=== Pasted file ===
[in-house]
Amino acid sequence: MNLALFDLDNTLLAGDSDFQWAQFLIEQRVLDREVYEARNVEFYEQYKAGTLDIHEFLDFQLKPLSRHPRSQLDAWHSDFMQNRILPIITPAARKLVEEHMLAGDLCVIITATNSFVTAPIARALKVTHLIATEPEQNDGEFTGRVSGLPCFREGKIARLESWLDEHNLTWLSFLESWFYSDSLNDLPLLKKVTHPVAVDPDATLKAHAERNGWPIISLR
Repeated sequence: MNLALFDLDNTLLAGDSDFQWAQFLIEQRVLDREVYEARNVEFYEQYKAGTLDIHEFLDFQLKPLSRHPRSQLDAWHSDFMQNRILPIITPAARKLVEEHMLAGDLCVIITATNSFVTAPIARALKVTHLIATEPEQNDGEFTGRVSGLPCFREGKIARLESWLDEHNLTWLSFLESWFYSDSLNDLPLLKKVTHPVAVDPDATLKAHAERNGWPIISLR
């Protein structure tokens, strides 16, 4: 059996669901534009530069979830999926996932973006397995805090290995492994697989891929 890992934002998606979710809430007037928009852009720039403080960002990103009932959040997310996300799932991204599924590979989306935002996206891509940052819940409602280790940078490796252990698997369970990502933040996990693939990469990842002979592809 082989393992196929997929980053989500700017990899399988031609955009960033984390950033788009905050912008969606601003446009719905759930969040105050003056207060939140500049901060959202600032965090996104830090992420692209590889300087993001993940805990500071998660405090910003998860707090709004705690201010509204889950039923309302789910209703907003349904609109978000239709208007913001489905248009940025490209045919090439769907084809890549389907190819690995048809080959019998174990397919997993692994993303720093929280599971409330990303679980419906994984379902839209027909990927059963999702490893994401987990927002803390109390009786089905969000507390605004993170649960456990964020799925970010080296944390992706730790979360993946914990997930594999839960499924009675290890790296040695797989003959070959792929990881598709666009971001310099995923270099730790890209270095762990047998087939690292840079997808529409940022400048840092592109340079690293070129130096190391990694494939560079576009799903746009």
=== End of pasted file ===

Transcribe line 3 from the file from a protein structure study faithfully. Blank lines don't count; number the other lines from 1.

Repeated sequence: MNLALFDLDNTLLAGDSDFQWAQFLIEQRVLDREVYEARNVEFYEQYKAGTLDIHEFLDFQLKPLSRHPRSQLDAWHSDFMQNRILPIITPAARKLVEEHMLAGDLCVIITATNSFVTAPIARALKVTHLIATEPEQNDGEFTGRVSGLPCFREGKIARLESWLDEHNLTWLSFLESWFYSDSLNDLPLLKKVTHPVAVDPDATLKAHAERNGWPIISLR